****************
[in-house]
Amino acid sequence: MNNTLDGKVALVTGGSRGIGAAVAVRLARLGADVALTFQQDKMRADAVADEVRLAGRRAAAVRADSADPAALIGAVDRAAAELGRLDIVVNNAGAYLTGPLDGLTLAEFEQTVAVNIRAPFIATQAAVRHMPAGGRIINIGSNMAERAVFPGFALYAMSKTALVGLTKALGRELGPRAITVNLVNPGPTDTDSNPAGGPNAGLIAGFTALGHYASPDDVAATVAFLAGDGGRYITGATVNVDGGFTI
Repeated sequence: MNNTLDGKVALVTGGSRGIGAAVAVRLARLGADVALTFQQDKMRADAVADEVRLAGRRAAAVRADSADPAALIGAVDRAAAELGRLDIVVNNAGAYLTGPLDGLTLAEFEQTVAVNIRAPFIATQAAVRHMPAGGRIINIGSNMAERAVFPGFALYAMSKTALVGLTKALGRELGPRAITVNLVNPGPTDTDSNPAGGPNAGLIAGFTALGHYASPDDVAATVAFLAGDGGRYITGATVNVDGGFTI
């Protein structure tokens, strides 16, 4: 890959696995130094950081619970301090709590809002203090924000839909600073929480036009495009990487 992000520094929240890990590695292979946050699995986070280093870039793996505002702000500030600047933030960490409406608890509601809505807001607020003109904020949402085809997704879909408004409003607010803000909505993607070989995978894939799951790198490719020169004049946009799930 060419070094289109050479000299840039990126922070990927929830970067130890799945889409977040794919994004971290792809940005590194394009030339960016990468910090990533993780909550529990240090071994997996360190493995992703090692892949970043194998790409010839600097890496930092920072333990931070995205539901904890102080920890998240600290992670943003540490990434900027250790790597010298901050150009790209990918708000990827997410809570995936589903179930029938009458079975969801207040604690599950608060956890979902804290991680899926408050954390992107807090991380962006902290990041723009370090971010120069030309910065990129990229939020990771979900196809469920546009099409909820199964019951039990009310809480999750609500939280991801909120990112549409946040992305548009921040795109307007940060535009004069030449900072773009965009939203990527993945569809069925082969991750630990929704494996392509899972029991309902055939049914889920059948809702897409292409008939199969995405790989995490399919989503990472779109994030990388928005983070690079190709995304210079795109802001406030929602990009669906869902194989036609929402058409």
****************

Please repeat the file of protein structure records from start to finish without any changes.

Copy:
[in-house]
Amino acid sequence: MNNTLDGKVALVTGGSRGIGAAVAVRLARLGADVALTFQQDKMRADAVADEVRLAGRRAAAVRADSADPAALIGAVDRAAAELGRLDIVVNNAGAYLTGPLDGLTLAEFEQTVAVNIRAPFIATQAAVRHMPAGGRIINIGSNMAERAVFPGFALYAMSKTALVGLTKALGRELGPRAITVNLVNPGPTDTDSNPAGGPNAGLIAGFTALGHYASPDDVAATVAFLAGDGGRYITGATVNVDGGFTI
Repeated sequence: MNNTLDGKVALVTGGSRGIGAAVAVRLARLGADVALTFQQDKMRADAVADEVRLAGRRAAAVRADSADPAALIGAVDRAAAELGRLDIVVNNAGAYLTGPLDGLTLAEFEQTVAVNIRAPFIATQAAVRHMPAGGRIINIGSNMAERAVFPGFALYAMSKTALVGLTKALGRELGPRAITVNLVNPGPTDTDSNPAGGPNAGLIAGFTALGHYASPDDVAATVAFLAGDGGRYITGATVNVDGGFTI
């Protein structure tokens, strides 16, 4: 890959696995130094950081619970301090709590809002203090924000839909600073929480036009495009990487 992000520094929240890990590695292979946050699995986070280093870039793996505002702000500030600047933030960490409406608890509601809505807001607020003109904020949402085809997704879909408004409003607010803000909505993607070989995978894939799951790198490719020169004049946009799930 060419070094289109050479000299840039990126922070990927929830970067130890799945889409977040794919994004971290792809940005590194394009030339960016990468910090990533993780909550529990240090071994997996360190493995992703090692892949970043194998790409010839600097890496930092920072333990931070995205539901904890102080920890998240600290992670943003540490990434900027250790790597010298901050150009790209990918708000990827997410809570995936589903179930029938009458079975969801207040604690599950608060956890979902804290991680899926408050954390992107807090991380962006902290990041723009370090971010120069030309910065990129990229939020990771979900196809469920546009099409909820199964019951039990009310809480999750609500939280991801909120990112549409946040992305548009921040795109307007940060535009004069030449900072773009965009939203990527993945569809069925082969991750630990929704494996392509899972029991309902055939049914889920059948809702897409292409008939199969995405790989995490399919989503990472779109994030990388928005983070690079190709995304210079795109802001406030929602990009669906869902194989036609929402058409």